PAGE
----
This quilt exemplifies why people are drawn to the silk and velvet quilts of the Victorian era, don't you think? Rich glowing colors and shiny fabrics. It's all about the fabrics!
The counterpoint of the black vs. color makes the strong visual impact that quilt collectors love to see.
The logs are mostly silks. They are about 1/2" wide, though you can see that it's not precision piecing - they do wobble a bit. This makes me happy. It says to me that a quilter doesn't need to lose the fun of fabric and color by stressing over precision (unless precision makes her happy) and can still make a stunning quilt.
The center squares are black and brown velvets. The velvets of this era were made of silk. As far as I'm concerned, silk velvet is the softest fabric ever made. It also takes the dyes beautifully, and has some of the deepest, richest colors you'll see on a quilt.
Polka dots, woven textures, and shots of still-bright orange and rose. There is a wide variety of texture and tone in the black sections. Even with all the aging, the fabrics still make this quilt a beauty. Lovely!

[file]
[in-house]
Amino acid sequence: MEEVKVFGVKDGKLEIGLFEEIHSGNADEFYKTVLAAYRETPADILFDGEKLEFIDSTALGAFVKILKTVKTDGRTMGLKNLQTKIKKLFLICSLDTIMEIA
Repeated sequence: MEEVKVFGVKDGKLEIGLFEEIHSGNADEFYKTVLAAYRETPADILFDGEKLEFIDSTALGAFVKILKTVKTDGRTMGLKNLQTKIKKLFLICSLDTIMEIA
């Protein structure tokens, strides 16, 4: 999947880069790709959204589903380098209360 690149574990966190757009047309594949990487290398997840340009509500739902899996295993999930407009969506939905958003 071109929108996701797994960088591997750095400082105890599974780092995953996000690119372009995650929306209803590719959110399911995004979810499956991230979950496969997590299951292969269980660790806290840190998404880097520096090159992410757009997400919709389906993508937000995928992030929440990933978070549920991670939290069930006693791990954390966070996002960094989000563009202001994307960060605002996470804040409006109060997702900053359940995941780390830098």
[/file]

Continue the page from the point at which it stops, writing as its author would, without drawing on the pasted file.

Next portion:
The borders have mostly velvets.
The silks in this quilt are definitely showing their age, a lot of shredding. Some of the velvets have lost quite a bit of their pile. My work on this quilt was to neaten up logs with dangling or raveling silks. I decided to use a herringbone stitch to span the damaged logs and sort of encase what's left of the fabric.
The stitches go down into the seam allowances, so hopefully are not putting undue stress on the neighboring fabrics. I use at least size 9 quilting needles and Mettler 100% cotton size 60 machine embroidery threads. This is not going to keep the silk from further disintegration unfortunately, but it does neaten up the appearance for now.